The term chronometer is often wrongly applied to timekeeping instruments fitted with an additional mechanism that may be set in motion by pushbuttons to enable measurement of the duration of an event. Such an instrument is in fact a chronograph or chronoscope. It may of course be chronometer-certified, provided it meets the criteria set for the standard. In its technical regulations, the COCS has included an additional condition, namely the permanent display of the seconds. A chronometer may thus be defined as follows :A chronometer is a high-precision watch capable of displaying the seconds and housing a movement that has been tested over several days, in different positions and at different temperatures, by an official neutral body (COSC). Each chronometer is unique, identified by a number engraved on its movement and a certification number given by the COSC. Each movement is individually tested for several consecutive days, in 5 positions and at 3 temperatures. Each movement is individually measured. Any watch with the denomination "chronometer" is provided with a certified movement.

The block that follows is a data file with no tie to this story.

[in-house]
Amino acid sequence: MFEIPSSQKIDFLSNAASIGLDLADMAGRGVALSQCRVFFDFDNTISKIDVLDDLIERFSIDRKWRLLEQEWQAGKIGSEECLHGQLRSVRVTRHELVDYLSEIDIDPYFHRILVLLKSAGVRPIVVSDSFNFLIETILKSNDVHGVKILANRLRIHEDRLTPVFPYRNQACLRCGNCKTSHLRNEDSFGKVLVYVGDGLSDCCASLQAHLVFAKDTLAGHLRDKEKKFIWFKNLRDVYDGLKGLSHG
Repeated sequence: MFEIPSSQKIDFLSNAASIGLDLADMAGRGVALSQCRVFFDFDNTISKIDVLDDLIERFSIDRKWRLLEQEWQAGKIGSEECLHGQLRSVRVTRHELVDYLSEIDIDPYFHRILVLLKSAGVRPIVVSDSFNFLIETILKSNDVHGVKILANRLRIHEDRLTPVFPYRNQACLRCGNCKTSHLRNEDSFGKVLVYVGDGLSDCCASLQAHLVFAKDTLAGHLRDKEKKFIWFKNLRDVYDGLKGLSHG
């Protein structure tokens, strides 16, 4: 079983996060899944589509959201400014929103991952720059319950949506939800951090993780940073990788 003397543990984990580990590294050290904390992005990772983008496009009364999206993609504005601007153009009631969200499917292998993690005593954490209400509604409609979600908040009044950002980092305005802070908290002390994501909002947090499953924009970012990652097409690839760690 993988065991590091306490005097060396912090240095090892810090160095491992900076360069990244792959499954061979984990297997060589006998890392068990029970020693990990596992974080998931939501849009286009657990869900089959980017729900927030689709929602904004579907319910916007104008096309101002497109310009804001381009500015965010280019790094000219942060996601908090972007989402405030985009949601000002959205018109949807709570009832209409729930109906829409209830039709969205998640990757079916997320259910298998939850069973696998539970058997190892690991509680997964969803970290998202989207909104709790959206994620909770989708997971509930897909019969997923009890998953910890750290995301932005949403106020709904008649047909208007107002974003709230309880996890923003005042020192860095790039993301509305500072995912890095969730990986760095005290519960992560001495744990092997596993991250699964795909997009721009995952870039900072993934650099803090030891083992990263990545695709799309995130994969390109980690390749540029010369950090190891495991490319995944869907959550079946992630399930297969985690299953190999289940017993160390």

Read more about the Vintage Chronometer Standards: 1961-1973

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